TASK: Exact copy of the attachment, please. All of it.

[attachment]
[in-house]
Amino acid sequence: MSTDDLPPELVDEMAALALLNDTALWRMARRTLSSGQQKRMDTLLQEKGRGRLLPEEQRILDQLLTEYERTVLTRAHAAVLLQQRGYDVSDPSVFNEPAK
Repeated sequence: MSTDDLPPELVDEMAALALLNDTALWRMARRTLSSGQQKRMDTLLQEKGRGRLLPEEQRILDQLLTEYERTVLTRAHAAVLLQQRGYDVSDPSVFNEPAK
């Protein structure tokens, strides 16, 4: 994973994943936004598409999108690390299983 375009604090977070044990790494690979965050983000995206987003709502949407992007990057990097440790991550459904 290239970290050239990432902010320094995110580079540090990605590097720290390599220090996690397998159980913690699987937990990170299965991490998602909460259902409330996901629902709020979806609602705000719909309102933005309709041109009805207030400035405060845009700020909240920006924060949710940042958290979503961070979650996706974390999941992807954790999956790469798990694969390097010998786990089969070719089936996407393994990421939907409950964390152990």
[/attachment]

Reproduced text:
[in-house]
Amino acid sequence: MSTDDLPPELVDEMAALALLNDTALWRMARRTLSSGQQKRMDTLLQEKGRGRLLPEEQRILDQLLTEYERTVLTRAHAAVLLQQRGYDVSDPSVFNEPAK
Repeated sequence: MSTDDLPPELVDEMAALALLNDTALWRMARRTLSSGQQKRMDTLLQEKGRGRLLPEEQRILDQLLTEYERTVLTRAHAAVLLQQRGYDVSDPSVFNEPAK
């Protein structure tokens, strides 16, 4: 994973994943936004598409999108690390299983 375009604090977070044990790494690979965050983000995206987003709502949407992007990057990097440790991550459904 290239970290050239990432902010320094995110580079540090990605590097720290390599220090996690397998159980913690699987937990990170299965991490998602909460259902409330996901629902709020979806609602705000719909309102933005309709041109009805207030400035405060845009700020909240920006924060949710940042958290979503961070979650996706974390999941992807954790999956790469798990694969390097010998786990089969070719089936996407393994990421939907409950964390152990």